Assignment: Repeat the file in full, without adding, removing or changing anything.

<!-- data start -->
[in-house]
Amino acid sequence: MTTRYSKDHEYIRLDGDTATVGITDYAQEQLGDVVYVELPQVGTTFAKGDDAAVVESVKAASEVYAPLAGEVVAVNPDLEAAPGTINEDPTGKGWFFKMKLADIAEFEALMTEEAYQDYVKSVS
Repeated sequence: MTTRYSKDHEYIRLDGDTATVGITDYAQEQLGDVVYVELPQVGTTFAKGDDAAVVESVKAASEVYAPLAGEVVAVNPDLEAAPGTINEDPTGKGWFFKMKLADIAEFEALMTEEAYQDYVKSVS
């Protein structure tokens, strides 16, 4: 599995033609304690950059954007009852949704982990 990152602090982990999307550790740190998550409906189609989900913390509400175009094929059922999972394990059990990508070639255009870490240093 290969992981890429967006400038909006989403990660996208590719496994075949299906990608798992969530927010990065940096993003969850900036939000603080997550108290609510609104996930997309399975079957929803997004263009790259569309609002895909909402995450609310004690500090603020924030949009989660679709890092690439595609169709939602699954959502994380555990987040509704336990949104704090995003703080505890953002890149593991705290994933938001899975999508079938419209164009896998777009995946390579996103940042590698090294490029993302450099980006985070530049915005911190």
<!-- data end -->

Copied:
[in-house]
Amino acid sequence: MTTRYSKDHEYIRLDGDTATVGITDYAQEQLGDVVYVELPQVGTTFAKGDDAAVVESVKAASEVYAPLAGEVVAVNPDLEAAPGTINEDPTGKGWFFKMKLADIAEFEALMTEEAYQDYVKSVS
Repeated sequence: MTTRYSKDHEYIRLDGDTATVGITDYAQEQLGDVVYVELPQVGTTFAKGDDAAVVESVKAASEVYAPLAGEVVAVNPDLEAAPGTINEDPTGKGWFFKMKLADIAEFEALMTEEAYQDYVKSVS
């Protein structure tokens, strides 16, 4: 599995033609304690950059954007009852949704982990 990152602090982990999307550790740190998550409906189609989900913390509400175009094929059922999972394990059990990508070639255009870490240093 290969992981890429967006400038909006989403990660996208590719496994075949299906990608798992969530927010990065940096993003969850900036939000603080997550108290609510609104996930997309399975079957929803997004263009790259569309609002895909909402995450609310004690500090603020924030949009989660679709890092690439595609169709939602699954959502994380555990987040509704336990949104704090995003703080505890953002890149593991705290994933938001899975999508079938419209164009896998777009995946390579996103940042590698090294490029993302450099980006985070530049915005911190």